One of the compliments I typically hear about Philadelphia is that “it’s manageable” — less crowded, moving at a slower place, wholly un-claustrophobic. When people say that, they’re typically comparing Philly to New York. Take the Amtrak up to Penn Station and you’ll be hard-pressed for personal space.
No city in the U.S. comes close to Manhattan’s density: 70,000 people per square mile. Not even New York City as a whole comes close to Manhattan: the whole of NYC only has 27,000 people per square mile. And yet, the threat of “Manhattanization” is a frequent topic on real-estate blogs across the country. Curbed Miami even has a search tag called “Manhattanization of Miami.” Some people who cringe at rapid development are using the M-word in much the same way the G-word (gentrification) is used. Both have become catch-all terms for the fear and uncertainty a lot of people have about how quickly some cities are changing. It’s the topic of a compelling interactive post by Shane Phillips at Urban One: Read more »
You can literally eat this many crawfish if you want/ can.
Tonight marks the official start of The Foodery Rittenhouse‘s Thursday Crawfish Boil. Every thursday from 5-10pm for just $20 you can eat boiled crawfish to your heart’s content.
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THE GALLERY DIDN’T have a Santa this year. It didn’t decorate for Christmas, either. I felt an odd sadness.
When I was a kid, my mom took me downtown every year on Black Friday. We’d stop at her offices at ARA Services, now Aramark, and then explore downtown. We went to the light show at Wanamaker’s, A Christmas Carol at Strawbridge’s and the Enchanted Village at the old Lit Brothers.
But the main attraction for me was The Gallery. I loved it — and not just because I’d usually come home with a new Lego set that day. Read more »
Broad Street Station was demolished in 1953 | Photo via Wikimedia Commons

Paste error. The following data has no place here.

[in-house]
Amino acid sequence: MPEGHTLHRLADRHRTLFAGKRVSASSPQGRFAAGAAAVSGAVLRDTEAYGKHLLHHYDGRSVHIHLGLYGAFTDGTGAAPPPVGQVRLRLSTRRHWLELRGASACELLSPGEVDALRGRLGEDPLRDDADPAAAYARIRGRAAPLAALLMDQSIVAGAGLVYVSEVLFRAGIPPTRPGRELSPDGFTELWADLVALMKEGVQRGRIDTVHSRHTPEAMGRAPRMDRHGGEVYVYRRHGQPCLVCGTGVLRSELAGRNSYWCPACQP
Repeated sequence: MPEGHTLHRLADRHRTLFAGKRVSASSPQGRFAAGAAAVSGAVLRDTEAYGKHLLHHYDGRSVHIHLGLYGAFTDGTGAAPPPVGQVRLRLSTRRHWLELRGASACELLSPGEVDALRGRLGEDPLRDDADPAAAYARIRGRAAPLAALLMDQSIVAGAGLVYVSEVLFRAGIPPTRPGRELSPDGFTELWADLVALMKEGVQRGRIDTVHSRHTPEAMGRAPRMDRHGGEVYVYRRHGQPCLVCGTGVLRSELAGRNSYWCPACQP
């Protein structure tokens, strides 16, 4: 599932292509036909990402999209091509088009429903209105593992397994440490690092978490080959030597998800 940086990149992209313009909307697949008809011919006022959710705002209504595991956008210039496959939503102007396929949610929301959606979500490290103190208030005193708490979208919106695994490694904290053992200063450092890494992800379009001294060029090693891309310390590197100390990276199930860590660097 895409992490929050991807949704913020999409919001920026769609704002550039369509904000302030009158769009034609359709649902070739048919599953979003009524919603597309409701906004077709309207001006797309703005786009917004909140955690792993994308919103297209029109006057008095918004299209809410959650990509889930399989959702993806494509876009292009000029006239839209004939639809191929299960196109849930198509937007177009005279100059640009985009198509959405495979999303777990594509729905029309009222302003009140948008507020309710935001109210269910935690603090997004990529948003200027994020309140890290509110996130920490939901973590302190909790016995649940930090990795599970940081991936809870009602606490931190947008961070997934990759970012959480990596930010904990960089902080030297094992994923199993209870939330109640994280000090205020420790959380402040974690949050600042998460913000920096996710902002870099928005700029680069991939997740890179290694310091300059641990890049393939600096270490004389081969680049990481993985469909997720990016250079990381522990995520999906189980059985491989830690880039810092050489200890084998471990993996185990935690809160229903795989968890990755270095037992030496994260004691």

Sure there are Furness and Furness-influenced buildings scattered throughout the Greater Philadelphia Area (one is for sale; the other, formerly listed for $995,000, is now for rent right here in Philly), but a good chunk of his Center City oeuvres (some of which were touted as one of his best) were torn down long ago.
Fortunately, Curbed Philly has put together a map of ten Furness works that once stood in the area, as well as images and informational tidbits on the constructions. Check it out, and let us know if there’s one you would have kept up (No. 4 and 8 would have definitely been preserved under our watch).
The Frank Furness You’ll Never See in Center City [Curbed Philly]
A rendering of a digital display on South Broad Street
Center City is one step closer to looking like Times Square.
A City Council Committee on Tuesday unanimously approved a bill that will allow “urban experiential displays” — 3D digital billboards — to be built at a few select locations in Philadelphia’s downtown district.
KYW reports that the bill was supported by Thadeus Bartkowski, founder of Catalyst Outdoors, which wants to build three of the digital displays — 30 to 50 feet in height — at three locations in Center City.
Bartkowski says, “It’s about creating a multi-faceted communication platform, that’s able to add vibrancy in unique commercial corridors.”
Bartkowski proposes three locations — outside the Convention Center, across from the Reading Terminal Market, and on the facade of the Bellevue Hotel garage on South Broad Street.
He says 70-percent of the content displayed would be ads, the rest would be PSAs and other material — including promotions for local non-profits: “What’s trying to be created here is a pedestrian-viewer experience, not just a simple single form of technology.”
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South Broad concourse, under construction. Photo | Dan McQuade
Three and a half miles of concourses run under the streets of Center City Philadelphia. One can walk from 8th and Market all the way to the Comcast Center. One can then go from there to 12th and Locust. Walking underground can actually save time in many instances: There are no distractions, as swaths of the concourse are devoid of anyone but people rushing through, maintenance workers, loiterers and the occasional skateboarder and/or pot smoker.